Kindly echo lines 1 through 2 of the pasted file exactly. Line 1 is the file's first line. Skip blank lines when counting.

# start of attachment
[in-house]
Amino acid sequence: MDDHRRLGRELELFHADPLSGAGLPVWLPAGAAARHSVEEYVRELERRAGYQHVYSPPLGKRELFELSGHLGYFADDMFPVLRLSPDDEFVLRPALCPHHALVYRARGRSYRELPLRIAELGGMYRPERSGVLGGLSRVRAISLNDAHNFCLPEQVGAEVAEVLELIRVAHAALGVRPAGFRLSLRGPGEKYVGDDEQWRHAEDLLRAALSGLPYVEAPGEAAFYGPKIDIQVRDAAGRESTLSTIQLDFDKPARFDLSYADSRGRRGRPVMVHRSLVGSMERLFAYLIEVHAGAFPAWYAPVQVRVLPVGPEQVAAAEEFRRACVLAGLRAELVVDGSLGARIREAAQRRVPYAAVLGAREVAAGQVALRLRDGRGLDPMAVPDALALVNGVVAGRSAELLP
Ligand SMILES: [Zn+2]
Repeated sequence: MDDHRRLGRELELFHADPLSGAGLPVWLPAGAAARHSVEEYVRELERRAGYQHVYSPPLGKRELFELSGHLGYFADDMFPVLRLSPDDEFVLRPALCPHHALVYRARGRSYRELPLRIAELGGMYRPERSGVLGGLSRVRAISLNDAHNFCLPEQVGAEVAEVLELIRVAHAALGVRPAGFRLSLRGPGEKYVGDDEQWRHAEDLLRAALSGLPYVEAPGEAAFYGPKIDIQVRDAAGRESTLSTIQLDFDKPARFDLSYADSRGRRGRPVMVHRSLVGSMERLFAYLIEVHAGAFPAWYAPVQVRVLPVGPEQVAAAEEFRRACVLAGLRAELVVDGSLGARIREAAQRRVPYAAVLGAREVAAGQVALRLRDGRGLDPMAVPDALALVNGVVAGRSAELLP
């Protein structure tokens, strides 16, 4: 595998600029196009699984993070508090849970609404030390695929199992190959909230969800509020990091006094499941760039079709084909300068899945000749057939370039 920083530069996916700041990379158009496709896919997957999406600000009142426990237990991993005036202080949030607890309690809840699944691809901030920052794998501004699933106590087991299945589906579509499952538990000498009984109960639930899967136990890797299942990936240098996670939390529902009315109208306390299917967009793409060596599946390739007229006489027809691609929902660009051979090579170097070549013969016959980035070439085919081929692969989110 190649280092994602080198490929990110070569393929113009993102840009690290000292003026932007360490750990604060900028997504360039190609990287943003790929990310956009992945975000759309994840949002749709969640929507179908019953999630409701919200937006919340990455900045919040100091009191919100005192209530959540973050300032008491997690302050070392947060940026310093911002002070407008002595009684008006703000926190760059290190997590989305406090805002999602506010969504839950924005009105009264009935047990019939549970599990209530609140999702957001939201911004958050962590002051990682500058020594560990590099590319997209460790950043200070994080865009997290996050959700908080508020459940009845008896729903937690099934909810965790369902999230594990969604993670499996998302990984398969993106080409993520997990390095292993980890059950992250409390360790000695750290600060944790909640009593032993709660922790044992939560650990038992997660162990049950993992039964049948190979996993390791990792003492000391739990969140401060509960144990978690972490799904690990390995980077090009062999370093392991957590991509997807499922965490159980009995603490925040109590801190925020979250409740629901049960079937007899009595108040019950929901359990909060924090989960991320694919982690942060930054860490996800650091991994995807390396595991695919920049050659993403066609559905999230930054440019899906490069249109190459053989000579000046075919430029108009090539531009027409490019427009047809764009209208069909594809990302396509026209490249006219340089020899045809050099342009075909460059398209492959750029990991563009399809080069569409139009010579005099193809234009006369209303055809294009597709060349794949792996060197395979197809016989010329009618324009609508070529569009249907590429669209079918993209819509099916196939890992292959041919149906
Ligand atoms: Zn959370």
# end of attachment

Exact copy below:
[in-house]
Amino acid sequence: MDDHRRLGRELELFHADPLSGAGLPVWLPAGAAARHSVEEYVRELERRAGYQHVYSPPLGKRELFELSGHLGYFADDMFPVLRLSPDDEFVLRPALCPHHALVYRARGRSYRELPLRIAELGGMYRPERSGVLGGLSRVRAISLNDAHNFCLPEQVGAEVAEVLELIRVAHAALGVRPAGFRLSLRGPGEKYVGDDEQWRHAEDLLRAALSGLPYVEAPGEAAFYGPKIDIQVRDAAGRESTLSTIQLDFDKPARFDLSYADSRGRRGRPVMVHRSLVGSMERLFAYLIEVHAGAFPAWYAPVQVRVLPVGPEQVAAAEEFRRACVLAGLRAELVVDGSLGARIREAAQRRVPYAAVLGAREVAAGQVALRLRDGRGLDPMAVPDALALVNGVVAGRSAELLP